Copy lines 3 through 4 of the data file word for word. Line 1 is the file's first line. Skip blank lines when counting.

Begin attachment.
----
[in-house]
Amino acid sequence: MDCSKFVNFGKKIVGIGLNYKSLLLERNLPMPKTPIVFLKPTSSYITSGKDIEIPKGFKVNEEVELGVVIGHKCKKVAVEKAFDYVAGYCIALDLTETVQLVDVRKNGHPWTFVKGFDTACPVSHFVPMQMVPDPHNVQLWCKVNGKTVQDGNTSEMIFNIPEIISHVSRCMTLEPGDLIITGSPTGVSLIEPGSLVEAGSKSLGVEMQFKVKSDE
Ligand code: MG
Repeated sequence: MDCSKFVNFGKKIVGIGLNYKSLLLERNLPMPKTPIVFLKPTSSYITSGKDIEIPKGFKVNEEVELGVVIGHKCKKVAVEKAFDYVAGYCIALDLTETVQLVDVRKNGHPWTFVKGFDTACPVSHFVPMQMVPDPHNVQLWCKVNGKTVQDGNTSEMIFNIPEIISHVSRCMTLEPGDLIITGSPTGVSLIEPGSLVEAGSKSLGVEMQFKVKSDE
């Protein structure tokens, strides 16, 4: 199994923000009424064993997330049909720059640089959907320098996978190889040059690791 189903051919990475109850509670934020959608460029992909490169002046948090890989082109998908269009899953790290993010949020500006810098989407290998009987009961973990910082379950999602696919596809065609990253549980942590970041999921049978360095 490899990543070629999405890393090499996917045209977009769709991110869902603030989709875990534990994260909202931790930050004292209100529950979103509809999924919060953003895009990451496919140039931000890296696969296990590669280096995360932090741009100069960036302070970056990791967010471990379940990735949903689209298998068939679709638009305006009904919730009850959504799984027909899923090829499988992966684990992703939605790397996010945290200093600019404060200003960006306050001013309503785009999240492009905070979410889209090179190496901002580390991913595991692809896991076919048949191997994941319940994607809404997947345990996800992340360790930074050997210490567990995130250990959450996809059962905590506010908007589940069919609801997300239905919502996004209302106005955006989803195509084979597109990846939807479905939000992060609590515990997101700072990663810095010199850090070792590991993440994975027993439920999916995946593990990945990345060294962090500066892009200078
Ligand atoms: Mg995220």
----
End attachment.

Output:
Ligand code: MG
Repeated sequence: MDCSKFVNFGKKIVGIGLNYKSLLLERNLPMPKTPIVFLKPTSSYITSGKDIEIPKGFKVNEEVELGVVIGHKCKKVAVEKAFDYVAGYCIALDLTETVQLVDVRKNGHPWTFVKGFDTACPVSHFVPMQMVPDPHNVQLWCKVNGKTVQDGNTSEMIFNIPEIISHVSRCMTLEPGDLIITGSPTGVSLIEPGSLVEAGSKSLGVEMQFKVKSDE